- 21. Mechanistic-empirical design 26/10/201621 1. It can be used for both existing pavement rehabilitation and new pavement construction 2. It can accommodate changing load types 3. It uses material proportion that relates better with actual pavement performance 4. It provides more reliable performance predictions
- 22. Failures of flexible pavements: 26/10/201622 Different types of failure encountered in flexible pavements are as follow. 1. Alligator cracking or Map cracking (Fatigue) 2. Consolidation of pavement layers (Rutting) 3. Shear failure cracking 4. Longitudinal cracking 5. Frost heaving 6. Lack of binding to the lower course 7. Reflection cracking 8. Formation of waves and corrugation 9. Bleeding 10. Pumping
- 23. 1. ALLIGATOR OR MAP CRACKING (FATIGUE CRACKING) 26/10/201623 Followings are the primary causes of this type of failure. Relative movement of pavement layer material Repeated application of heavy wheel loads Swelling or shrinkage of subgrade or other layers due to moisture variation
- 24. 2. CONSOLIDATION OF PAVEMENT LAYERS (RUTTING) 26/10/201624 Formation of ruts falls in this type of failure. A rut is a depression or groove worn into a road by the travel of wheels. This type of failure is caused due to following reasons. •Repeated application of load along the same wheel path resulting longitudinal ruts. •Wearing of the surface course along the wheel path resulting shallow ruts.
- 25. 3. SHEAR FAILURE CRACKING: 26/10/201625 Shear failure causes upheaval of pavement material by forming a fracture or cracking. Followings are the primary causes of shear failure cracking. •Excessive wheel loading •Low shearing resistance of pavement mixture
- 26. 4. LONGITUDINAL CRACKING: 26/10/201626 This types of cracks extents to the full thickness of pavement. The following are the primary causes of longitudinal cracking. Differential volume changes in subgrade soil Settlement of fill materials Sliding of side slopes
- 27. 5. FROST HEAVING: 26/10/201627 Frost heaving causes upheaval of localized portion of a pavement. The extent of frost heaving depends upon the ground water table and climatic condition.
- 28. 6. LACK OF BINDING WITH LOWER LAYER (POTHOLES & SLIPPAGE) 26/10/201628 When there is lack of binding between surface course and underlying layer, some portion of surface course looses up materials creating patches and potholes. Slippage cracking is one form of this type of failure. Lack of prime coat or tack coat in between two layers is the primary reason behind this type of failure.
- 29. 7. REFLECTION CRACKING: 26/10/201629 This type of failure occurs, when bituminous surface course is laid over the existing cement concrete pavement with some cracks. This crack is reflected in the same pattern on bituminous surface.
- 30. 8. FORMATION OF WAVES & CORRUGATION : 26/10/201630 Transverse undulations appear at regular intervals due to the unstable surface course caused by stop-and- go traffic.
- 31. 9. BLEEDING: 26/10/201631 Excess bituminous binder occurring on the pavement surface causes bleeding. Bleeding causes a shiny, glass-like, reflective surface that may be tacky to the touch. Usually found in the wheel paths.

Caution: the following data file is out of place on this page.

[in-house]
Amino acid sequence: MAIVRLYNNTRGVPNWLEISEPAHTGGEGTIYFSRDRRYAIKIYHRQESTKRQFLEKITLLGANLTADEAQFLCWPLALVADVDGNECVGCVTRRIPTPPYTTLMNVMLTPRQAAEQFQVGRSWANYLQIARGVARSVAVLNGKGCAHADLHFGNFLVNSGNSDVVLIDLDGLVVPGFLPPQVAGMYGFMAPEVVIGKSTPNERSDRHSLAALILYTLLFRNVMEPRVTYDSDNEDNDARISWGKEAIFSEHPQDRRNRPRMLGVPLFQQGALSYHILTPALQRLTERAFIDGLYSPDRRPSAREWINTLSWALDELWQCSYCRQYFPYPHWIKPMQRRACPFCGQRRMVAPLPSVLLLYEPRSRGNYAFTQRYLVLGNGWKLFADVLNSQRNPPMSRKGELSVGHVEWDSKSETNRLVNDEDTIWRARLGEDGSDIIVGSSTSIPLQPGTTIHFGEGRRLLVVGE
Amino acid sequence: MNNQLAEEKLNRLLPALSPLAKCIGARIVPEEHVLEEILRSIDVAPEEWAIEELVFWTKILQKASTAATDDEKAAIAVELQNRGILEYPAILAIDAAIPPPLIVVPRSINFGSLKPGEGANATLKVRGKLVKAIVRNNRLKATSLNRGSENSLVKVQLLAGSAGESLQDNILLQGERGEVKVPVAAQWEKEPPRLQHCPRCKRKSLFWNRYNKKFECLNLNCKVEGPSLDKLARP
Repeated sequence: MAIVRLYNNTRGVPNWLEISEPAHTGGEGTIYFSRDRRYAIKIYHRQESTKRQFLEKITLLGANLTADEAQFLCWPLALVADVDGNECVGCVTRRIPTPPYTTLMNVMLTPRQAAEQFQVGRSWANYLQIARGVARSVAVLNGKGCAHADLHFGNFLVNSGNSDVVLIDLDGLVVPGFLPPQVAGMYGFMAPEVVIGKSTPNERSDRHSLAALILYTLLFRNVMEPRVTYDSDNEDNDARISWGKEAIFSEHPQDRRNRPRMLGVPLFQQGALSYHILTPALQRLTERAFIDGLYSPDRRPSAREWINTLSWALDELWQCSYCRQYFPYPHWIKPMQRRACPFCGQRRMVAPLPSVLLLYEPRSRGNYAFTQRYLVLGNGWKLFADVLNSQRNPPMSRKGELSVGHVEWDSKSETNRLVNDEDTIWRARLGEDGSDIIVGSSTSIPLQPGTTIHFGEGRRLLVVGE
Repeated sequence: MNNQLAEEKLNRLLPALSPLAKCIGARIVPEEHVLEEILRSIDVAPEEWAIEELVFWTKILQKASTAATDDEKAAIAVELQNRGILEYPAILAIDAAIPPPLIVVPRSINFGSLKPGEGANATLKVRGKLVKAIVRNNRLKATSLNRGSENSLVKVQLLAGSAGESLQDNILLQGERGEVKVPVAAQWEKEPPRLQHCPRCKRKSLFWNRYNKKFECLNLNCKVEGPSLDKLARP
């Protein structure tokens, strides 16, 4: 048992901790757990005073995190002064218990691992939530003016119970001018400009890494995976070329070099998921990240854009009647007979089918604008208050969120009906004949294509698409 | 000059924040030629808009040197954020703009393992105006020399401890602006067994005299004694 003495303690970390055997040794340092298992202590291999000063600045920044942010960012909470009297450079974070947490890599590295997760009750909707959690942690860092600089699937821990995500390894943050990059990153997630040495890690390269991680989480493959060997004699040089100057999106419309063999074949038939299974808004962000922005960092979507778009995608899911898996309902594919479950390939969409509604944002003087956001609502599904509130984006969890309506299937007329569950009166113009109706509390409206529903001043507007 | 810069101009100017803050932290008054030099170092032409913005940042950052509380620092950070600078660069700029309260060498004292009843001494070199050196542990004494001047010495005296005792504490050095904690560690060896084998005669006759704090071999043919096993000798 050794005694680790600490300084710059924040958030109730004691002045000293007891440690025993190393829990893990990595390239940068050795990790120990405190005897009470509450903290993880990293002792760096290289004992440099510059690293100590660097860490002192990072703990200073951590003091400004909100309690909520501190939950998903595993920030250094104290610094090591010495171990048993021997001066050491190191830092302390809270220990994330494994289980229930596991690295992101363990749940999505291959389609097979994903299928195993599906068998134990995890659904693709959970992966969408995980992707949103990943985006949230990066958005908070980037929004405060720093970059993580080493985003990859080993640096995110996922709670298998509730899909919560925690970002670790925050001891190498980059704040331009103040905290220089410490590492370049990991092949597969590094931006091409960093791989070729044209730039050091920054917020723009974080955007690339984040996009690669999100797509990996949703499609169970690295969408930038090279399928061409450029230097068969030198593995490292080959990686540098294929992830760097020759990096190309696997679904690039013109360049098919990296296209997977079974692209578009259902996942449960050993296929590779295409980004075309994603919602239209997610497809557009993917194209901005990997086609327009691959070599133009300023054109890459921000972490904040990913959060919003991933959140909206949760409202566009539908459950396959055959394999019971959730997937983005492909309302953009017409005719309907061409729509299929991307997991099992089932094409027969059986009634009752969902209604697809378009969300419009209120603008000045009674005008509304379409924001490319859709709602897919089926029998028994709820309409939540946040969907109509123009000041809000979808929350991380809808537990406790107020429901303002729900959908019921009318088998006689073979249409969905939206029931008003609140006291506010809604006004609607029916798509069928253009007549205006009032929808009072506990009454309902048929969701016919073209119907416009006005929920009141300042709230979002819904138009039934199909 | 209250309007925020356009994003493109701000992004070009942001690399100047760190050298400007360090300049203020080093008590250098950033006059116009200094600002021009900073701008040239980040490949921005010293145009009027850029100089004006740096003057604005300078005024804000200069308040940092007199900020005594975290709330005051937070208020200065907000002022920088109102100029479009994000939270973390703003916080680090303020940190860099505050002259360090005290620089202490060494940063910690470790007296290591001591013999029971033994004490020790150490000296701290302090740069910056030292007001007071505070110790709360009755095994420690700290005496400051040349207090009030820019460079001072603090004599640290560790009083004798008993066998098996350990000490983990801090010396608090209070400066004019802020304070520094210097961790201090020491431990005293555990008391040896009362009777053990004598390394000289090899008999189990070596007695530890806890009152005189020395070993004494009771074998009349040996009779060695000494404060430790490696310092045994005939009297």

- 32. 10. PUMPING: 26/10/201632 Seeping or ejection of water and fines from beneath the pavement through cracks is called pumping
- 33. FAILURES OF FLEXIBLE PAVEMENTS DESIGN CONSIDERATION: 26/10/201633 The design of flexible pavement as per IRC is based on two major failure that are, fatigue cracking and rutting failure.
- 34. IRC METHOD OF DESIGN OF FLEXIBLE PAVEMENTS (IRC: 37-2012) 26/10/201634 1. IRC:37-1970 based on California Bearing Ratio (CBR) of subgrade Traffic in terms of commercial vehicles (more than 3 tonnes laden weight) 2. IRC:37-1984 based on California Bearing Ratio (CBR) of subgrade Design traffic was considered in terms of cumulative number of equivalent standard axle load of 80 kN in millions of standard axles (msa) Design charts were provided for traffic up to 30 msa using an empirical approach. .
- 35. Continue …. 26/10/201635 3. IRC:37-2001 based on Mechanistic-Empirical method Pavements were required to be designed for traffic as high as 150 msa. The limiting rutting is recommended as 20 mm in 20 per cent of the length for design traffic 4. IRC:37-2012 based on Mechanistic-Empirical method The limiting rutting is recommended as 20 mm in 20 per cent of the length for design traffic up to 30 msa and 10 per cent of the length for the design traffic beyond
- 36. Guidelines for Design by IRC: 37: 2012 26/10/201636 Design Traffic: The recommended method considers design traffic in terms of the cumulative number of standard axles (80 kN) to be carried by the pavement during the design life. Only the number of commercial vehicles having gross vehicle weight of 30 kN or more and their axle- loading is considered for the purpose of design of pavement. Assessment of the present day average traffic should be based on seven-day-24-hour count made in accordance with IRC: 9-1972 "Traffic Census on Non-Urban Roads".
- 37. Traffic growth rate (r): 26/10/201637 Estimated by Analyzing: The past trends of traffic growth, Change in demand of Traffic by factors like specific development, Land use changes etc. If the data for the annual growth rate of commercial vehicles is not available or if it is less than 5 per cent, a growth rate of 5 per cent should be used (IRC:SP:84-2009).